Trees of Balboa Park, D.A. Ed Miller, tough USDA inspector at the border, Cuban ex-pats, short people, Oceanside gay murders, our forests of kelp
8:30 a.m., June 24
Curled up in bed with my headphones on listening to Matisyahu on Pandora, I absorb the news. Alone in his apartment in a small east coast town, a friend of mine died mysteriously. His body wasn’t found for days.
This sobering thought is what my mind has adhered to like asphalt warmed gum to the bottom of an unsuspecting shoe. He was not a recluse as I can be. He was not unliked. Rather, he had a string of life long friends with whom he spent time with. He had an amicable ex and a doting daughter. He had a bus load of little boys decked in pads and helmets who looked for him eagerly at football practice. He had his rugby buds, and his softball pals. And, he had me who dragged him on hikes in all kinds of weather.
He kissed me once. I didn’t like it. Things had been a bit off since then. I left and although he sometimes called, I rarely did. He pined for me, he had said. I didn’t want to mislead him, and despite my missing of him, I slowly withdrew. Not because I didn’t enjoy our talks, but because somewhere about seven thousand miles into my outward bound travels I found someone I had long known but had all but forgotten, someone my soul had secretly yearned for. Someone I fell in love with beneath the Miami moon.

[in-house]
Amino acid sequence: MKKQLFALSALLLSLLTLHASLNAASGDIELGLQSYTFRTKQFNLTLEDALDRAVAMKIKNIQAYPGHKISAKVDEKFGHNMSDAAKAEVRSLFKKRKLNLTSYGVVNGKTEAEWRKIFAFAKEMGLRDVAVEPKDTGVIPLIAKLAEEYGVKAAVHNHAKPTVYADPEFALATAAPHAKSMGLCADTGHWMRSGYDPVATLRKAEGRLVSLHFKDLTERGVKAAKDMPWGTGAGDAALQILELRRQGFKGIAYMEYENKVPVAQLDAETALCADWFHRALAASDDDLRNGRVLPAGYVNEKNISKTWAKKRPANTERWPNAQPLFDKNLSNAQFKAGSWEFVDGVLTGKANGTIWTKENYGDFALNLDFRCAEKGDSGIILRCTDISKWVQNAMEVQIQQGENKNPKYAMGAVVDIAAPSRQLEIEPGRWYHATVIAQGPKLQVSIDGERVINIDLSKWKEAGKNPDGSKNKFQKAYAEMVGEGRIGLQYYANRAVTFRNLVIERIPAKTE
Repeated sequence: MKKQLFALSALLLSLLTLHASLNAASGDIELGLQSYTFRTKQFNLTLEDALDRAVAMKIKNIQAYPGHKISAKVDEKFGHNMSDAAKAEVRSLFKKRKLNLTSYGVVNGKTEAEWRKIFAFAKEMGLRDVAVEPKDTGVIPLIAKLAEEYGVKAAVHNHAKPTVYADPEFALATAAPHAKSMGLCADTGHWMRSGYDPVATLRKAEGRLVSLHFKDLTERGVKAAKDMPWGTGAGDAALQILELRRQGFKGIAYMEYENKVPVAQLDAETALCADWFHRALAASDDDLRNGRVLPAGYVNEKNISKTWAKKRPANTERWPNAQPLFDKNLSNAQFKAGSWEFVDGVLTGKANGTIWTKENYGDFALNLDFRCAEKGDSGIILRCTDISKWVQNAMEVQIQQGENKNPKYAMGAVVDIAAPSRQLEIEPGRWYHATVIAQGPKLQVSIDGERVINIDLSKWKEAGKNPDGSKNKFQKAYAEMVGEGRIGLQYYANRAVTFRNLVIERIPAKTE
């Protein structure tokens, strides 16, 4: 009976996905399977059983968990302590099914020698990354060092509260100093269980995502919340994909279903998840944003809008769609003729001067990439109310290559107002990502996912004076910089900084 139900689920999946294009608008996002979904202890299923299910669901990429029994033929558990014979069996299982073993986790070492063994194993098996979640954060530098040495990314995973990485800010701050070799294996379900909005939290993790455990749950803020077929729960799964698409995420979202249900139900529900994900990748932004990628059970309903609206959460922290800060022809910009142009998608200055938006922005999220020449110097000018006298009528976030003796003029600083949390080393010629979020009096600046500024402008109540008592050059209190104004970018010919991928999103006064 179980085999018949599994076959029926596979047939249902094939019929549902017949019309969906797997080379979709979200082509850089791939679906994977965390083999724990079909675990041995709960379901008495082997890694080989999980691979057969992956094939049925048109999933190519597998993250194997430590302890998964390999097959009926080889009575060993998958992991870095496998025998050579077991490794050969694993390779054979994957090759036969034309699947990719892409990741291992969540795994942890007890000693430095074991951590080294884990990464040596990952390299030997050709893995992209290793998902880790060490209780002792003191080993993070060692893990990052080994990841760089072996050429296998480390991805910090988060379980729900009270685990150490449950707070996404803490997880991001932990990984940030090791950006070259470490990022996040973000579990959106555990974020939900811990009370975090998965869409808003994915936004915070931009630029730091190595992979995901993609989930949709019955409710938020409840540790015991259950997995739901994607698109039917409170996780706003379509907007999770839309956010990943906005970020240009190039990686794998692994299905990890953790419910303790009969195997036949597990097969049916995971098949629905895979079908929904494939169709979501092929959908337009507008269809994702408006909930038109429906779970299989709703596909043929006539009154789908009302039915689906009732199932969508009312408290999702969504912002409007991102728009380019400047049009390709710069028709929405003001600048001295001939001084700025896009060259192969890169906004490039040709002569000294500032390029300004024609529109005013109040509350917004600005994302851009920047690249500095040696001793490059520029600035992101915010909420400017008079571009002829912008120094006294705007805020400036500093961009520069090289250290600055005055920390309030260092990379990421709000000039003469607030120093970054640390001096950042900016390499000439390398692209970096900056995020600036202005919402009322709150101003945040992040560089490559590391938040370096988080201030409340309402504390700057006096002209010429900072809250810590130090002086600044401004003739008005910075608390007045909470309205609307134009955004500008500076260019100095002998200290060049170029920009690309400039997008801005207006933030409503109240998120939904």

Now, both men are in the Beyond, in the Unknown Zone, unreachable and all that I might now want to say or share is moot. Folding into myself I feel the September crispness chilling the evening air and watch a spider climb the wall. I shiver feeling small and insignificant as yet another San Diego sunset is cast against the window pane. Wrapping myself with my arms, I choke back bile knowing that I had failed our friendship.
I don’t know what I could have done differently that would have mattered, that would have made a difference other than let him know that he was of value to me, that his life made mine happier, that he had become part of my fiber. Memories are etched forever in my weary mind: picking crabs and dipping strawberries, long talks about nothing and everything, belly busting laughs that made my cheeks ache, slow looks of aligned recognition, walking in time, sweetness of thoughtful yet simple gestures, and so very many smiles. A pink dress, a close dance, and blueberry eyes. Sharing the layers of our suffering and the depth of unimaginable joy.
Time will forget him, will forget me. Will forget us. Only moments in the Now seem to live. All else dissipates with the light of day into blind nothingness of eternal night. In the darkness I grope feebly at something my grand mother loved to say, “waste not, want not.”